Lange raises an interesting point. Kitchens are all standard heights, yet when you think of the standing desks everyone is buying now, nobody would buy one with a fixed height, they are all adjustable. You want your forearms parallel to the desk to type just as Lange describes what height your surface should be to chop, slice and stir. Perhaps the kitchen of the future should be built out of standing desks, separated from the appliances and storage below.
Lenore Sater Thye (who seems to have been the designer of the kitchen, with Dodge doing the drafting) thought about this too, trying to find the most efficient and ergonomic working height. She also designed a very clever pull-out work surface at sitting height, for doing lengthy and repetitive tasks.
The breakfast table is also on casters so that it can be a useful working surface. There seems to be some kind of home business going on here, filling boxes with something and then sealing them with the iron, all set up in some kind of jig. This is a real working kitchen.
In the “mixing center” where the baking is done (they did a lot of baking!) the counter is at generous, with everything in reach. Lower cupboards are for stuff that is used rarely (bending down is hard on your back).
This evidently was studied carefully; Lenore Sater Thye notes that they started with 36″ but found that it wasn’t enough, and that 42″ was much better for each zone. Lack of counter space is still a problem in kitchens; Sarah Archer, asked to comment on the film, tells Treehugger:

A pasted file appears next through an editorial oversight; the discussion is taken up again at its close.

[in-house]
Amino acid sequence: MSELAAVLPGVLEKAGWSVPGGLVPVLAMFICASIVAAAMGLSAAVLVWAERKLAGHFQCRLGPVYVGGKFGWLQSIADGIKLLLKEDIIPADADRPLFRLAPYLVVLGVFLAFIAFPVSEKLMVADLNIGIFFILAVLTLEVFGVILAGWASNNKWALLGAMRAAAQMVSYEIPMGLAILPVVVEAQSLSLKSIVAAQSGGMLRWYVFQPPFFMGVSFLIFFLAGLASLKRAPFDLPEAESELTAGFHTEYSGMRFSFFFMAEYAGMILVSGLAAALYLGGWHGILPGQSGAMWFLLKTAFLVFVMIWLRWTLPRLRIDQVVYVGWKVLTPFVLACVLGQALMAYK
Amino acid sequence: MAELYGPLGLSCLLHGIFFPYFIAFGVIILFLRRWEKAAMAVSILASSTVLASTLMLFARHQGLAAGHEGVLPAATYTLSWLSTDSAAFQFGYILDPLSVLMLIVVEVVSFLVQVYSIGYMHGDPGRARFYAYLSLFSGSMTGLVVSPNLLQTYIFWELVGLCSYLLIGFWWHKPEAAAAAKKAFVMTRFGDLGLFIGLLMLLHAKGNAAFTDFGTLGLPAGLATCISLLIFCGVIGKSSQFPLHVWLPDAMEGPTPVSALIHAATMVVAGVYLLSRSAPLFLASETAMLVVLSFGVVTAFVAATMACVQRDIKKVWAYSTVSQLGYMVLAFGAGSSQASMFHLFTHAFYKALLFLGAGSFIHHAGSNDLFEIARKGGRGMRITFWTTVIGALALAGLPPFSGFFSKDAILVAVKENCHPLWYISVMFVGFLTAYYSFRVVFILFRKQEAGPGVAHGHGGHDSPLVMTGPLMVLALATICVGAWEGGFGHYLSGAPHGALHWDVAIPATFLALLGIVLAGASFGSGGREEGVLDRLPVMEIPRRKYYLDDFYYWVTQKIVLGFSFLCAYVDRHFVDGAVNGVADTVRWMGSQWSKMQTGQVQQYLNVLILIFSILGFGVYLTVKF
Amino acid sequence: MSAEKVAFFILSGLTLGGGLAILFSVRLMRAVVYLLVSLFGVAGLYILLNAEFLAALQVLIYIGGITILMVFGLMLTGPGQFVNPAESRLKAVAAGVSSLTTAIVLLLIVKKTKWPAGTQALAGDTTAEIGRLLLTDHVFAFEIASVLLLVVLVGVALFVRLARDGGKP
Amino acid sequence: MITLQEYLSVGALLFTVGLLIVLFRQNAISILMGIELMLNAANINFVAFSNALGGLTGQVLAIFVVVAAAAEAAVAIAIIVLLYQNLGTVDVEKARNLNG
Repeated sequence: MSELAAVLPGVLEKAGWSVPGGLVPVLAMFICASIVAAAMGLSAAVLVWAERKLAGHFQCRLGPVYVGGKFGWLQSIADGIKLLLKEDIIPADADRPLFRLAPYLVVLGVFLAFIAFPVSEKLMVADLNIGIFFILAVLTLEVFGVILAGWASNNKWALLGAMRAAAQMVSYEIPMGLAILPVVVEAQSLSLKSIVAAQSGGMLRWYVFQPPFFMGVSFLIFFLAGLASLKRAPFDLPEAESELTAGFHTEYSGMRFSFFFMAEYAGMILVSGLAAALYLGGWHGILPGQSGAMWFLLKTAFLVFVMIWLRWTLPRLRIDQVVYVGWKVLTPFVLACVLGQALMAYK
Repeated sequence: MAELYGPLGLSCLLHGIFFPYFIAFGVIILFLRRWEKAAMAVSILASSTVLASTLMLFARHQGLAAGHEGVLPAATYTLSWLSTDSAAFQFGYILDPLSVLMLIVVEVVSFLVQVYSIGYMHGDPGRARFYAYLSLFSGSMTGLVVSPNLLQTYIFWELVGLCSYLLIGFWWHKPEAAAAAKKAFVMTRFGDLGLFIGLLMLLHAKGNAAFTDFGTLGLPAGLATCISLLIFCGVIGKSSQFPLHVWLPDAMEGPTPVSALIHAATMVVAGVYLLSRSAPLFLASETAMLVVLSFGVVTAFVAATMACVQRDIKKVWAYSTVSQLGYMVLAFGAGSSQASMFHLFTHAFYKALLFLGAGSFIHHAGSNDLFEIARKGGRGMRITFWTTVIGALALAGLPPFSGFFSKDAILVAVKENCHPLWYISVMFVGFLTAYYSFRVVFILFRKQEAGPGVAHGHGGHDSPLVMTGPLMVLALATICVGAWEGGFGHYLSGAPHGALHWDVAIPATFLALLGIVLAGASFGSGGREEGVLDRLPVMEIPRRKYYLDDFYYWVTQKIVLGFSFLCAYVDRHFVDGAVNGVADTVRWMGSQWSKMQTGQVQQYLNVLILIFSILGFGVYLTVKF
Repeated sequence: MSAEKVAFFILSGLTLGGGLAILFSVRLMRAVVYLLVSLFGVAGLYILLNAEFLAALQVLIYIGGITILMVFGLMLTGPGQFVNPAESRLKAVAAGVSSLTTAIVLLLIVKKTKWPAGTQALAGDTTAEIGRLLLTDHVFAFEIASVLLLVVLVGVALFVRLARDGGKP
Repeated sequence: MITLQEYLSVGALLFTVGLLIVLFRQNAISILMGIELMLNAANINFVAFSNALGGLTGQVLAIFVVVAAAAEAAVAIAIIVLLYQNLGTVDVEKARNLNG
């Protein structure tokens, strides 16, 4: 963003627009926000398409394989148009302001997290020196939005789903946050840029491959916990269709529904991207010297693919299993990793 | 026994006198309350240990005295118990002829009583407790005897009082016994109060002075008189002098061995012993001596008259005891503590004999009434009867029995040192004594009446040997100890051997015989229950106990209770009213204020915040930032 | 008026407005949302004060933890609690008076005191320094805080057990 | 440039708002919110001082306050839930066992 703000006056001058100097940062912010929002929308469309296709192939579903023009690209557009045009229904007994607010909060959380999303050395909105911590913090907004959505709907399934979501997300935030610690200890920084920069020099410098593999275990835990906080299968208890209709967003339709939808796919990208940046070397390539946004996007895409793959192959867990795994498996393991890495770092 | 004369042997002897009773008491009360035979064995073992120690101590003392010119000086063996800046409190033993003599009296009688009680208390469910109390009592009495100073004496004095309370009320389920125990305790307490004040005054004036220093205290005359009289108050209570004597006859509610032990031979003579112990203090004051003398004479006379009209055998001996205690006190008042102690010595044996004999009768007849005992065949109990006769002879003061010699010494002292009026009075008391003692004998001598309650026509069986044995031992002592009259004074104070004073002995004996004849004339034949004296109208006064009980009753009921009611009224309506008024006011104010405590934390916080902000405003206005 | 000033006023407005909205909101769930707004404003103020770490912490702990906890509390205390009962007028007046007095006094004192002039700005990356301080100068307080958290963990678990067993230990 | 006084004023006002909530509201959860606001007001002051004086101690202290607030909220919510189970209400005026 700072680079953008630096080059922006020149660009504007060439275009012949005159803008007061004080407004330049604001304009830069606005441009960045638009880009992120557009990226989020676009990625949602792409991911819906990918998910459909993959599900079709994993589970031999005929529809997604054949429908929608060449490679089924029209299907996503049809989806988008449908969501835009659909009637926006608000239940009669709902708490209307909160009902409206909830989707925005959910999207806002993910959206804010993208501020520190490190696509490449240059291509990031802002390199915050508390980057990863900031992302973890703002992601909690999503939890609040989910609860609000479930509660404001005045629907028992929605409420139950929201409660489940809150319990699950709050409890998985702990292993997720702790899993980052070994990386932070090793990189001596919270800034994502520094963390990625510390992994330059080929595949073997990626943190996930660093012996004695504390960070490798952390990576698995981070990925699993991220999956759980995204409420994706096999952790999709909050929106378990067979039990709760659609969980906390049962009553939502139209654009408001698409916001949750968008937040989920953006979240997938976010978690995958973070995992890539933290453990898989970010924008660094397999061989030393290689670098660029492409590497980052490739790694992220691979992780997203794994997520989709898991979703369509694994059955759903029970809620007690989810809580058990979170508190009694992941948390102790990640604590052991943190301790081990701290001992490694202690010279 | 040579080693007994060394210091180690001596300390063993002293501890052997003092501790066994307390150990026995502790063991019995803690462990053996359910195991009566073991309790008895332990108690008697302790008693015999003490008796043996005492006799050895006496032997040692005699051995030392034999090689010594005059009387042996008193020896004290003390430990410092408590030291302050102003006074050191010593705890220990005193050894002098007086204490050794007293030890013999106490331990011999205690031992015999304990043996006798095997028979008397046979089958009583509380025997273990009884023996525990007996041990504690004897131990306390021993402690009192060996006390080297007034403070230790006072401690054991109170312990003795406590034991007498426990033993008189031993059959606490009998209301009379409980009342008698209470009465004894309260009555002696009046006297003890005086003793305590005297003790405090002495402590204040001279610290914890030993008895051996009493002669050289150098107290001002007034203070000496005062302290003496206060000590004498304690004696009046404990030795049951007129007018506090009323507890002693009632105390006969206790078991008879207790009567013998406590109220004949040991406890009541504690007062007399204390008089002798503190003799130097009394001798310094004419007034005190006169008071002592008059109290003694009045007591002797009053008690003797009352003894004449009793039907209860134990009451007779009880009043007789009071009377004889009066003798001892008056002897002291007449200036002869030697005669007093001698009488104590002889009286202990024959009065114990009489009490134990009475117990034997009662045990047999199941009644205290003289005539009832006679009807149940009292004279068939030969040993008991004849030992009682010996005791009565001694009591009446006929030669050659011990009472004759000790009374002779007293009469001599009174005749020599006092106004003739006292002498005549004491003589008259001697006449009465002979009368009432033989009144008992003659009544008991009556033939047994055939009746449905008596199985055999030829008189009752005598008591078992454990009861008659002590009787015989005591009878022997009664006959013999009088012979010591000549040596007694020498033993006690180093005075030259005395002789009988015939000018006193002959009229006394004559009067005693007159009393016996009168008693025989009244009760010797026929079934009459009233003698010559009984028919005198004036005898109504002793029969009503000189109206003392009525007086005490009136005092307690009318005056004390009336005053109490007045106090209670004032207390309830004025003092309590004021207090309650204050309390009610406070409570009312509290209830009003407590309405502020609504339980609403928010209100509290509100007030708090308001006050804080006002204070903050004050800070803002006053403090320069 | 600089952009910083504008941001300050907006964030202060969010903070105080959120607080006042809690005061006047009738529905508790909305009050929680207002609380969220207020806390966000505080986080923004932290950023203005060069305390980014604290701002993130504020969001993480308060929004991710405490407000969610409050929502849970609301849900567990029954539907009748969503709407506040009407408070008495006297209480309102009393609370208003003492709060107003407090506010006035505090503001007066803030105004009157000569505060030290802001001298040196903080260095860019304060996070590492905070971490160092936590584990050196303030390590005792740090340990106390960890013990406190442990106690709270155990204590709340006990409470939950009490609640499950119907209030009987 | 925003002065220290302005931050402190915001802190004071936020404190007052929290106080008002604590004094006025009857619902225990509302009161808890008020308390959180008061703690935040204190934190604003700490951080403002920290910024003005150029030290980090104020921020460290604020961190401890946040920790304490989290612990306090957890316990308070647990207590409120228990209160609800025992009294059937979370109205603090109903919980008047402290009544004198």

“Honestly the thing I crave more of isn’t gadgetry (or even style) but counter space. I do some of the cooking but my husband does more of it; I like to bake and he’s more likely to tackle dinner. We have lots of ingredients and tools around, we like our appliances fine, but we never, ever have enough work surfaces. This seems to be one way in which the Space-Saving Kitchen really excels: there are lots of places to stage ingredients and tools, tackle more complex projects, and stash things away from the flow of traffic. I’m sold.”
In many ways, it is a zero waste kitchen, with everything bought in bulk and very little packaging in sight. There is a place for everything; flour and sugar are right at hand for all that baking.
They even feed the lower flour bin from an upper bin hidden behind the door with a hopper that can hold 40 pounds of flour.
Baking and serving cake seems to have been a preoccupation of the era; if you look at any of the “kitchen of the future” videos from the time (collected here on Treehugger) they are all about magical cakes appearing instantly.
I thought that regular baking was pretty much a thing of the past, but during this pandemic my daughter has been delivering cakes and cookies (pictured above) and bread a couple of times a week, she has turned into a baking machine, and she is not alone. I used to think that urban ovens were for storing shoes, but it seems that’s no longer the case.